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The Bulletin of the Menninger Clinic


Guilford Publications, Inc.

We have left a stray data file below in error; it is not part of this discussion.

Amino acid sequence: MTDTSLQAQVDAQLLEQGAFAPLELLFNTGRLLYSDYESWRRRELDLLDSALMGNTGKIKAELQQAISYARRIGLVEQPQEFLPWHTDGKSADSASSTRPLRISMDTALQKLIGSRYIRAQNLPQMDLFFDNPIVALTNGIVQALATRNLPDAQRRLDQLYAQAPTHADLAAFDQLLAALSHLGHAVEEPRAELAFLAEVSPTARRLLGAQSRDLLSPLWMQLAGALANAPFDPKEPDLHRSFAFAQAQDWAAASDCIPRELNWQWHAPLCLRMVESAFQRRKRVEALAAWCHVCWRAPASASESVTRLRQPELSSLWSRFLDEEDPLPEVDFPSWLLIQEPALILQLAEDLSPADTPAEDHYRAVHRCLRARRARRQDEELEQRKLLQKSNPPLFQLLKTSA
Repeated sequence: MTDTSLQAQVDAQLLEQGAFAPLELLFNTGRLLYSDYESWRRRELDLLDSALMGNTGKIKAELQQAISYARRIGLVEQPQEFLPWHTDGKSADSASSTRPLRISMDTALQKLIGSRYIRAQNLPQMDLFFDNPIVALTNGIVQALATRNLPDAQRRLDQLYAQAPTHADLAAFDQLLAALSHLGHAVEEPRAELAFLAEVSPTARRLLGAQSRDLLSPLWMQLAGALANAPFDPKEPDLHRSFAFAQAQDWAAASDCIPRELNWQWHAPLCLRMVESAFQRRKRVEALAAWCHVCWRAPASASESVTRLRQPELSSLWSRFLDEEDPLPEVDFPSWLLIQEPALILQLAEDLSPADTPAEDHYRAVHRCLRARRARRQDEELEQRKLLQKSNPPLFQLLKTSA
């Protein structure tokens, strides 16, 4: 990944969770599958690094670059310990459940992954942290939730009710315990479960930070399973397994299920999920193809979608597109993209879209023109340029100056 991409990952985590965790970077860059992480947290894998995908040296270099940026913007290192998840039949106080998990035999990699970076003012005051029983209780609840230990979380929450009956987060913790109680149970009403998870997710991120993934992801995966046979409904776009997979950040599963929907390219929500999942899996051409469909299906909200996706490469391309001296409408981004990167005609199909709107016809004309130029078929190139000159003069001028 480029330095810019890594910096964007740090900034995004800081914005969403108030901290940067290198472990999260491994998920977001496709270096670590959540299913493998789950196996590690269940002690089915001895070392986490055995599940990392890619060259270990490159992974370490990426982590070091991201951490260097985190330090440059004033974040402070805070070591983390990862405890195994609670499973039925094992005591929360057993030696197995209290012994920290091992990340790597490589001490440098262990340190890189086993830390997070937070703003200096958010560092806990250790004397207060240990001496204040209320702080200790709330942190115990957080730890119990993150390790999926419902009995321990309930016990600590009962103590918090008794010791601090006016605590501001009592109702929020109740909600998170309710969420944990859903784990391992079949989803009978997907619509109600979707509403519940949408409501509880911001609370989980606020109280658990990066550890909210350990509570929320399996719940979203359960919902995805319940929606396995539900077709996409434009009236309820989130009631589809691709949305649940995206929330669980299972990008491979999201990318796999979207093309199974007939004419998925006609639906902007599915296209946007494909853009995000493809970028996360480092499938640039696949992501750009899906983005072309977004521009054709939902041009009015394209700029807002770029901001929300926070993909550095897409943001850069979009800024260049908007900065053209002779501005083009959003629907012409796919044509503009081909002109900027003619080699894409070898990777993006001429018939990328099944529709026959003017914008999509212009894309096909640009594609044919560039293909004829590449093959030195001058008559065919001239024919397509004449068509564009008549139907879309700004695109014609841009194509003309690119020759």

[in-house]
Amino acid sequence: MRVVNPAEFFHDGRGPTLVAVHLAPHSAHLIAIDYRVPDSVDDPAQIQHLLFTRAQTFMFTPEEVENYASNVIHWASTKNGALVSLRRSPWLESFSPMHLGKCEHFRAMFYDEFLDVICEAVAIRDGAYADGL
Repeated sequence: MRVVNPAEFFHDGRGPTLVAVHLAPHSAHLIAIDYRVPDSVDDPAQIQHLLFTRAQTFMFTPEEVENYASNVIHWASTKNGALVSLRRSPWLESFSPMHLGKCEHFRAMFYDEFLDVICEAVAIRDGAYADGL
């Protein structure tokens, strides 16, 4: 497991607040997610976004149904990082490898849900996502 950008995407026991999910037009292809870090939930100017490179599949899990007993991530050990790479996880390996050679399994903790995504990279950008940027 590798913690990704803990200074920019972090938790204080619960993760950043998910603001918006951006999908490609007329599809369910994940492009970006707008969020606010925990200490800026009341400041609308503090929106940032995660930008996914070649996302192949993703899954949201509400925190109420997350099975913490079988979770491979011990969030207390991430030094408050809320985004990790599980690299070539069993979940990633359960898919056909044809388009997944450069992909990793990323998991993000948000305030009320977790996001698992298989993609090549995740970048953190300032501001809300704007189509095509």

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Weight self-stigma, the internalization of negative societal stereotypes, is a problem amongst populations with high weight. Weight self-stigma is associated with psychological inflexibility and maladaptive health-related behaviors. In this study, we explore how weight-related psychological inflexibility may influence weight self-stigma and health-related outcomes in 79 adults with high weight. Participants were primarily white (92.4%) and female (82.3%), with an average age of 39.56 and average body mass index of 33.78. The present study uses baseline, self-report data from a larger trial. Results indicate that weight self-stigma was negatively correlated with maladaptive eating behaviors, weight, and mental health. Weight-related psychological inflexibility was found as a significant mediator for the relationship between weight self-stigma and emotional eating, sedentary behavior, and mental health. Weight-related psychological inflexibility did not mediate the relationships between weight self-stigma and other eating measures and physical activity. These results support targeting weight-related psychological inflexibility and weight self-stigma in interventions.

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